BLAME!: Deeper than you’d expect
The value of an adaptation lies in its ability to attract new audiences to its source material and for that the BLAME! animated movie on Netflix does an outstanding job. While the CG may not win over everyone, there’s just the right amount of action, drama, and mystery to leave me craving for more.
BLAME! by Tsutomu Nihei is one of those manga series typically considered a nightmare to adapt. It has a slow, introspective pace that emphasizes the gigantic location over its characters, with artwork that plays so well on the page that it’s difficult to imagine in motion. For some context, my experience with the series is limited to the first volume of the US re-release.
Instead of creating a music video for Led Zeppelin’s “Stairway to Heaven”, the movie opens with a fully-armored group speeding along a network of pipes, so deft and nimble it’d be easy to mistake them for a hit squad. Their heads-up displays look the part too, beaming data and movement trajectories in all its sci-fi glory. It’s only when one of the members slips up a landing do we get to learn names, with Zuru being their de-facto leader. Much later, we finally get to see a face.
These are the Electro-Fishers, a group of human villagers, and BLAME! tell its story from their perspective. This is the biggest departure from the manga though the decision is sound: the group grants us dialogue, interaction, and flashes of emotion within minutes, compared to the largely silent journey of a lone wanderer. Thanks to this, we’re able to piece together bits and pieces of information about the world and their situation, never relying on unnaturally long monologues.
It turns out this was an unsanctioned, desperate hunt for food and it’s wound up in failure – the sludge pipes are dry. Yet any displays of grief are cut short when an alarm blares. As they panic at their discovery, the city’s Exterminators start teleporting in. These machines are a horrible perversion of humanity, their eerie faceplates accentuated by their fast insect-like scuttling, and they don’t hold back.
With the scene descending into chaos, a silhouette appears in the distance. By this point, the Electro-Fishers are scattered and running, with multiple Exterminators chasing after Zuru. Given the prior displays of violence it’s clear that the humans are far outmatched but, rather than worry, we’re simply waiting for the mysterious savior to make an appearance. Cue Killy and the Gravitational Beam Emitter, ingredients for one of the most kickass introductions in recent memory.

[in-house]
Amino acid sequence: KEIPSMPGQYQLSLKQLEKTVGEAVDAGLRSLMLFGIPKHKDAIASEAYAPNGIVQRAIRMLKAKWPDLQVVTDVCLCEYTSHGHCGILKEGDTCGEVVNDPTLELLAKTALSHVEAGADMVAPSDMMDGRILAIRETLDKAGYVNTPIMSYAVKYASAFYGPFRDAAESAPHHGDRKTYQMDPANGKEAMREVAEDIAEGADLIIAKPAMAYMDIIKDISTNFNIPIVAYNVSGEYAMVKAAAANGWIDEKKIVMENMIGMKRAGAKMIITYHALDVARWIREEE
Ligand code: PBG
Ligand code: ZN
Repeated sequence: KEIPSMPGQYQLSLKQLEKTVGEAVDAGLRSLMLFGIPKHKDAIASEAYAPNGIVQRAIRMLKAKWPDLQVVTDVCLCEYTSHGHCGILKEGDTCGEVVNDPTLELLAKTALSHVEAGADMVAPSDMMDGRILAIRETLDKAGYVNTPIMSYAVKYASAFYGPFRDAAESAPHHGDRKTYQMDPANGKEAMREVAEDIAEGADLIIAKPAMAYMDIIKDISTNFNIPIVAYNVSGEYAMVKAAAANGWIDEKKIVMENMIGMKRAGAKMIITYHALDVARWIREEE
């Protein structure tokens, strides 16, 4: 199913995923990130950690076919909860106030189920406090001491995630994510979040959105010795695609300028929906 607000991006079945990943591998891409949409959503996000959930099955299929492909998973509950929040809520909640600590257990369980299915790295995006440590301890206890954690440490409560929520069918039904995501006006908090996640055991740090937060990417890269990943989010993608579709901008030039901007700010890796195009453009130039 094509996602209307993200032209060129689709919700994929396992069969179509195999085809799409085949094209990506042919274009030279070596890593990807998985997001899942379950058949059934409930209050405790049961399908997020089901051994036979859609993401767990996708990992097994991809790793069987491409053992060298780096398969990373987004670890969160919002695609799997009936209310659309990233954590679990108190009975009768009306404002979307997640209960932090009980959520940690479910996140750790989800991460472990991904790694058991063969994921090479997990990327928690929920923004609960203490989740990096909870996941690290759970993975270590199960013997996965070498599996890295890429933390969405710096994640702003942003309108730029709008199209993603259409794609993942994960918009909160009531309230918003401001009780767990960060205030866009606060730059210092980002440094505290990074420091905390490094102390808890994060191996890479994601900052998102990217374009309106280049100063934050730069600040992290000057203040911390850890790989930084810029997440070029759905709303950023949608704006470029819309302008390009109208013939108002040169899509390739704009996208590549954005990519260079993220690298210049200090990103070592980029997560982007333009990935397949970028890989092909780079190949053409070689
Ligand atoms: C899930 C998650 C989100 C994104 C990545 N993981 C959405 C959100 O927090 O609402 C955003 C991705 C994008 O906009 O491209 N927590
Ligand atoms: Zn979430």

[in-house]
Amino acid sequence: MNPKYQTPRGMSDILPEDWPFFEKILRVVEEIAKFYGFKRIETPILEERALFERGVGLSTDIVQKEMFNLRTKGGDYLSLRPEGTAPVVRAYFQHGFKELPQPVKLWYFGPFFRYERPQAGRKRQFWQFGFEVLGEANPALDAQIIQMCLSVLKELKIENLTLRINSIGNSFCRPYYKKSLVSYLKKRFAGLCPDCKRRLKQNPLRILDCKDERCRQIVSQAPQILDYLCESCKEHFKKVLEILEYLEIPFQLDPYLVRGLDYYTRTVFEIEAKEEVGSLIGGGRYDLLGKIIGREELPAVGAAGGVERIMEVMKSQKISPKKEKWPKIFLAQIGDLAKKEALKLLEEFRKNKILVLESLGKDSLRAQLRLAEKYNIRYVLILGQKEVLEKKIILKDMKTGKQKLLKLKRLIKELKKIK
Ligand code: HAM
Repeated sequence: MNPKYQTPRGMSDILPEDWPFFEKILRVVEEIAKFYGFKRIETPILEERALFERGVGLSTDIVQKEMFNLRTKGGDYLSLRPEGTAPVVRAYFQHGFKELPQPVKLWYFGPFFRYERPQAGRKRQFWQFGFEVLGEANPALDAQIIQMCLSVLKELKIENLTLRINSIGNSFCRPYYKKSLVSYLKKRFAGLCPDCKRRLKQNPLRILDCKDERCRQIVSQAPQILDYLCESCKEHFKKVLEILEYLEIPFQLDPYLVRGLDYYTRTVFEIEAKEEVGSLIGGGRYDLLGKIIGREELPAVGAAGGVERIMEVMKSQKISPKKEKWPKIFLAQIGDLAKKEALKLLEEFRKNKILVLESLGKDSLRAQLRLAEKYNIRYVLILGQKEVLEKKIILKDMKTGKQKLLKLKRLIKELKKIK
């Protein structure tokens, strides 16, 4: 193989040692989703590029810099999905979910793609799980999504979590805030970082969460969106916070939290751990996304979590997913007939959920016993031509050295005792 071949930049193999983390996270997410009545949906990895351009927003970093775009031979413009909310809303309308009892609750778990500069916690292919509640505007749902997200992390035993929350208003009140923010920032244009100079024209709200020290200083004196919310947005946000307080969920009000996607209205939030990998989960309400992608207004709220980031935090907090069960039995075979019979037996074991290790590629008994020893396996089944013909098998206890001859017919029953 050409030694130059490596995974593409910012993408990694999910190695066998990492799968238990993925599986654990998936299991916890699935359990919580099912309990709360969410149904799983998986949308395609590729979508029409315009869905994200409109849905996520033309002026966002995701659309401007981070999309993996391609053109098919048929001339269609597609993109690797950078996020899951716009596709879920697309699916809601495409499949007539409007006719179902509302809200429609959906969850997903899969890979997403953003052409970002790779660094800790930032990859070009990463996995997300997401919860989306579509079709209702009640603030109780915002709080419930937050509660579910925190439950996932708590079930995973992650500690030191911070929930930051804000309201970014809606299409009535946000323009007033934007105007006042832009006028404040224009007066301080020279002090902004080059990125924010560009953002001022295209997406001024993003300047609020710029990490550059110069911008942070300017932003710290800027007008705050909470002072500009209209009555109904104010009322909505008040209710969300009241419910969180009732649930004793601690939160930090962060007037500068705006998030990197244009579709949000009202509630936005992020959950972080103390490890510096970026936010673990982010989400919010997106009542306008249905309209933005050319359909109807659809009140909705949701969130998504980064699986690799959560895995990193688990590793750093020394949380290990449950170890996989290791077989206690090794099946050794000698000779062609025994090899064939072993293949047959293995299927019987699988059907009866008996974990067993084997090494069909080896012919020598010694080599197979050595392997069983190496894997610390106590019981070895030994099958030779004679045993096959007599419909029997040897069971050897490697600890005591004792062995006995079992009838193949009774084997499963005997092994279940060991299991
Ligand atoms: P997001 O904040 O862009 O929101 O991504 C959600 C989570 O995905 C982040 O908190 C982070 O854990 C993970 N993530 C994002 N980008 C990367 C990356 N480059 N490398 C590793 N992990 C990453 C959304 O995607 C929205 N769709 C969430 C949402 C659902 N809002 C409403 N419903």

The rest of the movie follows this rollercoaster of narrative and action at a surprisingly good pace, the former painting a grim state of affairs for the remnants of humanity. What’s more, each set-piece drops clues that foreshadow what’s to come, the movie never relenting with its overhanging tension. By those merits alone, BLAME! seemed to fly past in no time at all. That’s not to say it couldn’t benefit from a little trimming in a few places, but I never found myself wondering why a scene would take some extra time – there’s always a reason.
I’m impressed by the way Killy is handled too, considering how tough silent protagonists are to pull off. His bearing and demeanor betray the staggering weight of his personal mission and of the trials he’s been through to get there. When asked about his origins, he simply responds with 6,000 levels below – a figure that’s hard to even imagine, for us and the Electro-Fishers, but merely a matter-of-fact for him. It doesn’t come across as cheesy either, Killy’s stoic façade revealing a layer of compassion when matters grow dire.
As fascinating as their individual tales are, I do believe the true star of BLAME! is the city. The movie doesn’t quite manage to capture the sense of scale as successfully as the manga but Polygon Pictures certainly pulled no punches in their attempts to recreate it, with plenty of wide shots and locations that extend into the distance. More importantly, we’re shown examples of the near-miraculous technology lost to the eons, the wondrous height of humanity’s past contrasting with their destitution – and near extinction – in the present. Salvation is so near yet so very, very far.
BLAME! utilizes a mix of 2D and 3D animation to good effect. While the art direction itself is stunning, the technical implementation of the CG leaves room to be desired. Anyone familiar with Knights of Sidonia or Ajin: Demi-Human, previous Nihei adaptations by the team, would recognize the telling dips in frame rate that don’t quite blend in with the rest of the movie. I’m masochist enough to watch the current Berserk TV series so, in all honesty, they didn’t bother me. That being said, I can see it being a distraction for some viewers.
The soundtrack didn’t quite leave an impression as strong as its visuals. In fact, I’m having difficulty recalling any sort of theme for the characters or events, though it isn’t as unfortunate since I imagine the setting calls for more ambiance than it does music. (Addendum: Killy, for example, appears to the sound of guitars or pianos, but never to a particular melody.) However, the sound design does have its moments. For one, the Gravitational Beam Emitter sounds fantastic – a whoomph of discharging energy that sells the few moments it steals the show.
All in all, it’s an entertaining viewing experience that ends on an open note, leaving the possibility of further adaptations. Although different from the manga, it still manages to retain the intrigue of the world and setting, pushing me to pick up the second volume as soon as possible. And if there’s ever going to be a second BLAME! the movie then, please, sign me right up.